VI. A Warrior Bridegroom
In 1575, at the age of fifteen, Elizabeth married Frederick Nazasdy, a soldier of great courage. This simple soul never discovered that his lady love was a monster. He would come to her briefly between battles, drenched in horse sweat and blood, the norms of hygiene had not yet been firmly established—and this probably stirred the emotions of the delicate Elizabeth.
One day, walking through the castle gardens, Frederick saw a naked girl tied to a tree. She was covered in honey: flies and ants crawled all over her and she was sobbing. The Countess explained that the girl was being punished for stealing fruit. Frederick laughed, as if he had heard a joke.
The soldier would not listen to an unkind word about his wife.
But all this was child’s play—a young girl’s play. During her husband’s life, the Countess never committed murder.
VIII. Black Magic
Elizabeth’s greatest obsession was always to keep old age at bay, at any cost. Her total devotion to the arts of black magic was aimed at preserving—for all of eternity—the ‘sweet bird’ of her youth. The magical herbs, the incantations, the amulets, even the baths she took in the blood of her victims, had a medicinal function: to immobilize her beauty in order to become, forever and ever, a dream of stone. Her favorite amulet was an old, dirty parchment, containing a prayer:
Help me, oh Isten; and you also, all-powerful cloud. Protect me, Elizabeth, and grant me long life. Oh cloud, I am in danger. Send me ninety cats, for you are the supreme mistress of cats. Tell them to come quickly and bite the heart of _____ and also the heart of _____ and of _____. And to also bite and rip the heart of Margery, the Red. And keep Elizabeth from all evil.
The blanks were to be filled with the names of those she wished bitten.
In 1604, Elizabeth became a widow and met Darvulia. Darvulia was exactly like a witch in children’s fairytales, old, irritable, and surrounded by black cats. Darvulia’s black magic encouraged the Countess. She iniated her to even crueller games; she taught her to look upon death, and the meaning of looking upon death. She taught her to love them for their own sake, without fear.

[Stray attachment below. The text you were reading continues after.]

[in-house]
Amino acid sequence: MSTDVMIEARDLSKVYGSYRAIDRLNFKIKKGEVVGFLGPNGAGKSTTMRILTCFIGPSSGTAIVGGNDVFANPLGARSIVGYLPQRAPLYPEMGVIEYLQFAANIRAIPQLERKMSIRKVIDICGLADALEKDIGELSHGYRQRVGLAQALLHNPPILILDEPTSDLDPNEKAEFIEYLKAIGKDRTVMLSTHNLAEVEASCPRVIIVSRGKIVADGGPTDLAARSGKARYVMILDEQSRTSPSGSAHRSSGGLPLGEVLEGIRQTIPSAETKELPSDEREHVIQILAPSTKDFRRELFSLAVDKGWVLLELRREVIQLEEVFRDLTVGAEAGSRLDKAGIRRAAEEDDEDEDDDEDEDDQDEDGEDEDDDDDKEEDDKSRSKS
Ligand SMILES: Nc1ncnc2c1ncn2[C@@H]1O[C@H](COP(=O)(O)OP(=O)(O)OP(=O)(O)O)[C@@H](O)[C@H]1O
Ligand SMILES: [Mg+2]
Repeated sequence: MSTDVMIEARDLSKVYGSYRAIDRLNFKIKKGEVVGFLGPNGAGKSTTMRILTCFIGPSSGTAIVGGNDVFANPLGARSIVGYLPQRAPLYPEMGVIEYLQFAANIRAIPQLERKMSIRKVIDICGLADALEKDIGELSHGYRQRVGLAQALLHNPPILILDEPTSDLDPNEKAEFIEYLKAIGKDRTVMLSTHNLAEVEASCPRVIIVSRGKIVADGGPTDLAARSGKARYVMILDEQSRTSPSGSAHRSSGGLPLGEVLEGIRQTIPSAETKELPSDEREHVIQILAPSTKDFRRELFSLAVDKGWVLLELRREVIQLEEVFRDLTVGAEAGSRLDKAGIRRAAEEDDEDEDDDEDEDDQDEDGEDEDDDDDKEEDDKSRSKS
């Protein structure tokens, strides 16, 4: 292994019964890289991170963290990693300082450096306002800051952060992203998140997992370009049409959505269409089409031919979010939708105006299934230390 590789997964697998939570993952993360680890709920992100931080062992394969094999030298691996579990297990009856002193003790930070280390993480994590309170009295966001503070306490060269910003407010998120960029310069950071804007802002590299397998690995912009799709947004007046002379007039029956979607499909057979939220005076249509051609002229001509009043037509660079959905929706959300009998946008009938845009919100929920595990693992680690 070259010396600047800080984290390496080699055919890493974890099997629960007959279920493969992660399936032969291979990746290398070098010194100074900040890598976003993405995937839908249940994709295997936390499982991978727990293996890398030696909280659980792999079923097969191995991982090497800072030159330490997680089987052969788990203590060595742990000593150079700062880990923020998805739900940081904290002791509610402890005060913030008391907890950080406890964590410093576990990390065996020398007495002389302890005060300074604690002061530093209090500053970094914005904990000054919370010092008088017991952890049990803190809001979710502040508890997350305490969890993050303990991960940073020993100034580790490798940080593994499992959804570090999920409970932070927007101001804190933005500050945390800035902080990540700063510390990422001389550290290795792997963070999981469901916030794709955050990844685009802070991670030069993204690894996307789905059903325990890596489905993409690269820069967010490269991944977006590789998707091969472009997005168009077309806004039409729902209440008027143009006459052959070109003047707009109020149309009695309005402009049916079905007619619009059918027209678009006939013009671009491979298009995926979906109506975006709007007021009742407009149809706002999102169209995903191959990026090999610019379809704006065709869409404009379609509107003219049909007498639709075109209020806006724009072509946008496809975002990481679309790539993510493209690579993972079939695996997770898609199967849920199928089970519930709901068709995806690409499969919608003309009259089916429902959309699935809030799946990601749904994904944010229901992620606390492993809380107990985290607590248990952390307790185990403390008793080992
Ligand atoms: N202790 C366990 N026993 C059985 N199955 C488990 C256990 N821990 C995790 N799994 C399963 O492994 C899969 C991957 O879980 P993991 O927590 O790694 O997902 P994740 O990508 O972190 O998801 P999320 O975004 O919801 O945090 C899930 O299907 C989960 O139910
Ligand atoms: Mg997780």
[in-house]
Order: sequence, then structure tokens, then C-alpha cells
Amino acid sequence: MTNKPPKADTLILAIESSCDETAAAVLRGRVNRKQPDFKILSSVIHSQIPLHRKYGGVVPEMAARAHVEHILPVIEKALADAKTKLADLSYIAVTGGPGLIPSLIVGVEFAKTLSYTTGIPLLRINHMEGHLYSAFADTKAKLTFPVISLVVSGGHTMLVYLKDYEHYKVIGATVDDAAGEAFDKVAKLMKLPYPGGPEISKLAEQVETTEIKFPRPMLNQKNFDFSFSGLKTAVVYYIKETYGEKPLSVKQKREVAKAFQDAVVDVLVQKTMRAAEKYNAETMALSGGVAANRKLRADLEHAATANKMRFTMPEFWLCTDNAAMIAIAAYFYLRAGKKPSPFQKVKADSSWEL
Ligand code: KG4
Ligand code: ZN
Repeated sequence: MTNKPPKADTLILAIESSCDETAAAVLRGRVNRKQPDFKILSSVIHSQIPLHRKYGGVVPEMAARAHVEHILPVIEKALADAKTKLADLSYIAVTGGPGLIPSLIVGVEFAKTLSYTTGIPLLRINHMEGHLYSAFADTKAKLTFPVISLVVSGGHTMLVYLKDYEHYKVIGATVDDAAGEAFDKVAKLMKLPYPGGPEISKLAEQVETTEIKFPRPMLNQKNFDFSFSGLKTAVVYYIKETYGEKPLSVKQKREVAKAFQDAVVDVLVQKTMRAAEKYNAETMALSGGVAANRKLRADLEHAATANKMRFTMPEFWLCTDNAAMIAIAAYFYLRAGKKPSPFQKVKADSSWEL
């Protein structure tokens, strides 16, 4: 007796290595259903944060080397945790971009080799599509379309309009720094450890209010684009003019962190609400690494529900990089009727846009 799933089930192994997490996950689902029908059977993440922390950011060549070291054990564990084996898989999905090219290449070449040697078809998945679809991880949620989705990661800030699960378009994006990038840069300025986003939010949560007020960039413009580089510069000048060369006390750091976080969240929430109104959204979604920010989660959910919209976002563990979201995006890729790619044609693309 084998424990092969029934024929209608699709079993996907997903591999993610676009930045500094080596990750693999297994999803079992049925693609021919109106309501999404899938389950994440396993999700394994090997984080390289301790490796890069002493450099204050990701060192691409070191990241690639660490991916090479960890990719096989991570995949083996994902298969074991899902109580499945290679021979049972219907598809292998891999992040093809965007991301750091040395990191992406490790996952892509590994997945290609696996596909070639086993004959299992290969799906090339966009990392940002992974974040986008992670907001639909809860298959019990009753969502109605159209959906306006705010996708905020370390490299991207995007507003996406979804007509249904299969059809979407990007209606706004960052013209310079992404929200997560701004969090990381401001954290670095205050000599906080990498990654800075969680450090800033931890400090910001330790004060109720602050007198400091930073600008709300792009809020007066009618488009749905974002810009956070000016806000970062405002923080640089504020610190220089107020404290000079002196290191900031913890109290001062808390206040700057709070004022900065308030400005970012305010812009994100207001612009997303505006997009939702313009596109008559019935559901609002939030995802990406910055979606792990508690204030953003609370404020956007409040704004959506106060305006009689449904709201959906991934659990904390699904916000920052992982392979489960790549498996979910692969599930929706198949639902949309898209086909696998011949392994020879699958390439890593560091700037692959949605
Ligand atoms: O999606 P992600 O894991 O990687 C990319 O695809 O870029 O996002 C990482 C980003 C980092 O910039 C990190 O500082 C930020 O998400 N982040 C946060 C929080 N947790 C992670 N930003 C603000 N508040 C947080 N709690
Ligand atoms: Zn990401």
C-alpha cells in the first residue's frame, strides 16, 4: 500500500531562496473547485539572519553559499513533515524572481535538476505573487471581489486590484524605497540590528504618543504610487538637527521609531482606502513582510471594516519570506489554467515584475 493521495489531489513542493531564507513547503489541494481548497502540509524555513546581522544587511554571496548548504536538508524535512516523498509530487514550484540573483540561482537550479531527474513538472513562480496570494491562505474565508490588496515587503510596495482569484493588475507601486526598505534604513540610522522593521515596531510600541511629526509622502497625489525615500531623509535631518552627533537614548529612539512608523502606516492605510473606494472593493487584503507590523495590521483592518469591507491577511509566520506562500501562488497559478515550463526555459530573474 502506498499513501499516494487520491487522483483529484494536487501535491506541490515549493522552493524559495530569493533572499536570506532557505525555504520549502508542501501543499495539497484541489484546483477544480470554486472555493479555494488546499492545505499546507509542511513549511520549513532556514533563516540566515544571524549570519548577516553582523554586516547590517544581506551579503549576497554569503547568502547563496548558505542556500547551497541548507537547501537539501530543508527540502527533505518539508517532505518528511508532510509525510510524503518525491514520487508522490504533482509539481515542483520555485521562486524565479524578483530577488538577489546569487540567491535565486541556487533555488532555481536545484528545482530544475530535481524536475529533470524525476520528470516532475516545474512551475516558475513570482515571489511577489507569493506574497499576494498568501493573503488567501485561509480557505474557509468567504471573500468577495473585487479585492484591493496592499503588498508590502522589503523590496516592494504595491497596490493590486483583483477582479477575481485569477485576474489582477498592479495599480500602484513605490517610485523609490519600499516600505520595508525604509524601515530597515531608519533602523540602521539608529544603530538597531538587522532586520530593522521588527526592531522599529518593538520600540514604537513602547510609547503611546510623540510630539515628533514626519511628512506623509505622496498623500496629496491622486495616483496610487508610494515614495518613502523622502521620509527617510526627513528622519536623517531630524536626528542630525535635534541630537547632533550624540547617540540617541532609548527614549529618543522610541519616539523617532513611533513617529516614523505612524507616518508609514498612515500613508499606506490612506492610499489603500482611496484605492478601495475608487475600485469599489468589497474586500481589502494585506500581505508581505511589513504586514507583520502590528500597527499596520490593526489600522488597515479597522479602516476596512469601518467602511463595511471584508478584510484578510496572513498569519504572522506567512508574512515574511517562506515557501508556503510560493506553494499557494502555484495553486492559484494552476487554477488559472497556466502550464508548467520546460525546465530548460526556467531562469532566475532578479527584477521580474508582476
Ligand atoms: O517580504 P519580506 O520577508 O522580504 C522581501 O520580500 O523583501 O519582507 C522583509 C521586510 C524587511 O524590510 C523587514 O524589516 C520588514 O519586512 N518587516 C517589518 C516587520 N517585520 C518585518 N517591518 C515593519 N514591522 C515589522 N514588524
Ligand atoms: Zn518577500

IX. Blood Baths
This rumor existed: since the arrival of the witch Darvulia, the Countess took baths in human blood to preserve her beauty. True: Darvulia believed in the invigorating merits of young girls’ blood, especially if they were virgins. In the torture chamber, the blood was collected. Dorko poured the red warm liquid over the waiting Countess, ever so quiet, ever so watchful.
But in spite of this, the Countess aged. When she complained to the witch, Darvulia assured that changing the color of the blood—from red to blue, to the daughters of gentlemen—would cause a retreat of old age. To attract the daughters of aristocracy, it was broadcast that the Countess was lonely and would like young girls of fine families to live with her in the castle in order to receive lessons in fine manners, music, and to learn how to behave exquisitely in society. Two weeks after twenty-five “pupils” arrived, there were only two left: one died soon after, drained of blood, and the other managed to commit suicide.
XI. Severe Measures
For six years, the Countess carried out her murderous plots. During those years there were countless rumors about her. Finally, by 1610, the King had heard the sinister reports, together with proof. He appointed the powerful Thurzo, Count Palatine, to investigate and punish any guilty parties.
In the middle of the night, Thurzo arrived unannounced at the castle. In the cellar, cluttered with the remains of the previous night’s bloody ceremony, he found a beautiful, mangled corpse and two young girls who lay dying. But that was not all. He could smell the dead, saw the walls splattered with blood, saw the Iron Maiden and other instruments of torture, and discovered a cell full of peasant girls waiting their turn to die.
The Countess, without denying the accusations, declared that her acts were within the rights of a noble woman of ancient lineage. To which Thurzo replied, “Countess, I condemn you to life imprisonment within your castle walls.”
Deep in his heart, Thurzo knew the Countess should be beheaded, but that punishment would be been frowned upon because it would affect not only the Bathory family, but also the nobility in general.
Around the Countess, her prison grew. The doors and windows of her rooms were walled up, with only a small opening left to pass her food. In this way she lived for three years without showing any sign of repentance. She understood why she had been condemned. She was never afraid, she never trembled. And no compassion or sympathy or admiration can be felt for her. Only a certain astonishment at the enormity of the horror, the fascination with a white dress that turns red. She is yet another proof of the terror of absolute human freedom.